While we all love it when Duchess Catherine steps out re-wearing one of her previous outfits, we must admit we do love a new, beautiful ballgown.
The Duchess of Cambridge was pretty in pink in a gorgeous Gucci gown as she attended the annual 100 Women in Finance gala held at the Victoria and Albert Museum, of which she is patron.
Along with her trademark bouncy waves, Duchess Catherine accessorised her dress with a pair of Oscar de la Renta pumps and a pair of earrings by Kiki McDonough that you may recognise as the same earrings the royal mum-of-three wore to her sister Pippa Middleton's wedding back in 2016.
Flying solo without husband Prince William, Duchess Catherine, who is also the royal patron of 100 Women in Finance's Philanthropic Initiatives, was the guest of honour at the fundraising dinner for The Royal Foundation's Heads Together programme 'Mentally Healthy Schools'.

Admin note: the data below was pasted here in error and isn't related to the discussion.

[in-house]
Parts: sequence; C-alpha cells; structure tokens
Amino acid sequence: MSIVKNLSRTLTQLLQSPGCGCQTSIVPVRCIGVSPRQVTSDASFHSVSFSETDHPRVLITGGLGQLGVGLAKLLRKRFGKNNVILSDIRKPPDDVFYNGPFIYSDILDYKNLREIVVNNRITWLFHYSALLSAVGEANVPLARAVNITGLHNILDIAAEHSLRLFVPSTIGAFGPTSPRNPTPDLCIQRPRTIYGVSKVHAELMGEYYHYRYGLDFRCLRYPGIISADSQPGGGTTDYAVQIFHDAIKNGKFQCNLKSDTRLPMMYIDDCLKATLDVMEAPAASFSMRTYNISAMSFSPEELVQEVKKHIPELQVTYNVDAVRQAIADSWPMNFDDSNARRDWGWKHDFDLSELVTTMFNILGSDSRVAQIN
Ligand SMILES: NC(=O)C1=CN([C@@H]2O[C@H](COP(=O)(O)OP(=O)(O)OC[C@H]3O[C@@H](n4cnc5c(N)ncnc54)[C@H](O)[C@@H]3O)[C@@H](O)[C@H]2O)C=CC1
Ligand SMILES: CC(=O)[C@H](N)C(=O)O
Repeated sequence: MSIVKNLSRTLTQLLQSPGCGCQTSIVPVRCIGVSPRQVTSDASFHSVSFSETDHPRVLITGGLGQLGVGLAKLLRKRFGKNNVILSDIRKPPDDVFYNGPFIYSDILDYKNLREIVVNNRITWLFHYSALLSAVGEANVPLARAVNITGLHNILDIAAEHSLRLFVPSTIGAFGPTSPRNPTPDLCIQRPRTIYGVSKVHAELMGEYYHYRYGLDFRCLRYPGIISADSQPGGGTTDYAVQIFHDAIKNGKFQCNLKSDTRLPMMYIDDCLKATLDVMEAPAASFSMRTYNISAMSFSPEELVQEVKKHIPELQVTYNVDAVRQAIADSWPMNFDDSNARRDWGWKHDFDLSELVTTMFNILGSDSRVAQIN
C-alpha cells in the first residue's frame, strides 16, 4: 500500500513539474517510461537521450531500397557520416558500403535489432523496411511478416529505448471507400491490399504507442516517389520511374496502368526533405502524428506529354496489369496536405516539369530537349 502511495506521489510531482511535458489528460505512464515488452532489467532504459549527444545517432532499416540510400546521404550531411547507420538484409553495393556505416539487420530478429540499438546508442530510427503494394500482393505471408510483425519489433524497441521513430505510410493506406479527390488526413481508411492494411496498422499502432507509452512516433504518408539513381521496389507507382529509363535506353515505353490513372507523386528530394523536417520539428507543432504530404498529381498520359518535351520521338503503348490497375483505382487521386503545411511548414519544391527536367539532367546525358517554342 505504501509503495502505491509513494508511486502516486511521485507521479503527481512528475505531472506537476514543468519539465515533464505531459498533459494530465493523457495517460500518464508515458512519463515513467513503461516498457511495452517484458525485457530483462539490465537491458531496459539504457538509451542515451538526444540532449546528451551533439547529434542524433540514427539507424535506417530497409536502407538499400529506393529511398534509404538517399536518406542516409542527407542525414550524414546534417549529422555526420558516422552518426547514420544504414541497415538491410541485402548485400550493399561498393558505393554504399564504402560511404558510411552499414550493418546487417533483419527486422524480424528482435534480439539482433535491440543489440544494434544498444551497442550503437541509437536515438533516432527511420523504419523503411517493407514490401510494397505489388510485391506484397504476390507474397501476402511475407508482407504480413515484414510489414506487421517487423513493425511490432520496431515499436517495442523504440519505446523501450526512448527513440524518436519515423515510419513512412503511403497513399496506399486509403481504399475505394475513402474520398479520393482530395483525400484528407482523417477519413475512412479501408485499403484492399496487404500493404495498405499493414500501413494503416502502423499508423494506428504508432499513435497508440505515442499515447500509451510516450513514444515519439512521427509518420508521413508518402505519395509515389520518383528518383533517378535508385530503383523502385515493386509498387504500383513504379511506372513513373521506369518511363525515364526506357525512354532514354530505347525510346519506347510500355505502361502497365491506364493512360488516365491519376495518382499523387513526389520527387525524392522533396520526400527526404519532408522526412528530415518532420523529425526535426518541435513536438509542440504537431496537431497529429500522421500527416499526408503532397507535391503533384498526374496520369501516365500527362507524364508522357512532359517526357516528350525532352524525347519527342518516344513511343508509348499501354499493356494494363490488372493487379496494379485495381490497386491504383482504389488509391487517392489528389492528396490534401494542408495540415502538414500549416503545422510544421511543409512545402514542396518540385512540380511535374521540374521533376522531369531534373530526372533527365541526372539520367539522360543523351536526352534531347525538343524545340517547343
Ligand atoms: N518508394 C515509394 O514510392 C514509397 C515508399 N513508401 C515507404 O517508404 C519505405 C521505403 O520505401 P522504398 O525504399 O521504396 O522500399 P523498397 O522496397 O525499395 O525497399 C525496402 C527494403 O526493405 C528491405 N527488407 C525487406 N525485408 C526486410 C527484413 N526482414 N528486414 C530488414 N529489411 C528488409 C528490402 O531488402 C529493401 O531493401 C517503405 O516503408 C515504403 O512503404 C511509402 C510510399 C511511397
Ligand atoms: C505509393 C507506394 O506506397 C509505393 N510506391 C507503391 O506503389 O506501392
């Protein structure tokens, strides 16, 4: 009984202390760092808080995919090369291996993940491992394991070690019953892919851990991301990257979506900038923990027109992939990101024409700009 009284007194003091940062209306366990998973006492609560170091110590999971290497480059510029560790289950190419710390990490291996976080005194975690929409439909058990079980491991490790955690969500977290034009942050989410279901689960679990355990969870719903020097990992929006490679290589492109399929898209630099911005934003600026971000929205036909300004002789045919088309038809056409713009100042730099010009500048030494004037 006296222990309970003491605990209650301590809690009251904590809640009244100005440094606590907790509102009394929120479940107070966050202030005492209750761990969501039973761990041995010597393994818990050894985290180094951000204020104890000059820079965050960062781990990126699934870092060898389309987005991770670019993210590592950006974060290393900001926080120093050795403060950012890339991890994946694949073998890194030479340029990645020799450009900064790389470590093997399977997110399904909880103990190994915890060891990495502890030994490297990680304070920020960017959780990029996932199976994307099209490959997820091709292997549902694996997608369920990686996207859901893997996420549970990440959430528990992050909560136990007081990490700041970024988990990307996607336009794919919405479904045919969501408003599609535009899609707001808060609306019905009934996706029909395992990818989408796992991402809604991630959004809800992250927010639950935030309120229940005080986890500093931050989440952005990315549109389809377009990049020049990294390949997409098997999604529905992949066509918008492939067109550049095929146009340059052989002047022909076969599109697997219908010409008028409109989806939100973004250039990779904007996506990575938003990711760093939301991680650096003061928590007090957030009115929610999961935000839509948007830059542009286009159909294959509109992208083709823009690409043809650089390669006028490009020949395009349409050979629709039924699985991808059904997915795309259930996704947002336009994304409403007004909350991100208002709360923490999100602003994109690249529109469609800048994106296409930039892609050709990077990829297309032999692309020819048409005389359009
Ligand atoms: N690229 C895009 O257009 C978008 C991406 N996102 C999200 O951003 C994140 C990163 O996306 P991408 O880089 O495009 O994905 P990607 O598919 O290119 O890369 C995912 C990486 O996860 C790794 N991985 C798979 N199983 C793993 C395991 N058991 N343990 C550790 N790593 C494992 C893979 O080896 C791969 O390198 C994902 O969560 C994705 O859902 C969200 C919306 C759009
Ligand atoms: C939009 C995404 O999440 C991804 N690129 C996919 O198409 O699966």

The 'Mentally Healthy Schools' initiative was launched by the Duchess at the beginning of 2018, which provides primary schools with free access to the highest quality mental health resources, helping teachers better support their pupils' mental health.
Duchess Catherine has attended three previous galas held by the 100 Women in Finance's Philanthropic Initiatives. In fact she even remarked, "This time last year I was still pregnant!" to 100WF's CEO Amanda Pullinger and Chair of its Global Association Board, Lauren Malafronte.
It's been a week of ballgowns for the royal who cut a stylish figure at the BAFTA Awards in an all-white one-shoulder gown, designed by Sarah Burton for Alexander McQueen.
She also accessorised with her late mother-in-law Princess Diana's diamond-encrusted pearl-drop earrings, adding a sentimental touch.
Earlier that day, Duchess Catherine attended The Royal Foundation's 'Mental Health in Education' conference, where she spoke about the importance of supporting children's mental health and wellbeing for the benefit of their future.
She said her visits to numerous charities and organisations over the years has taught her "over and over again that the root cause of so many of today's social problems can be traced right back to the very earliest years of a person's life and often over generations."
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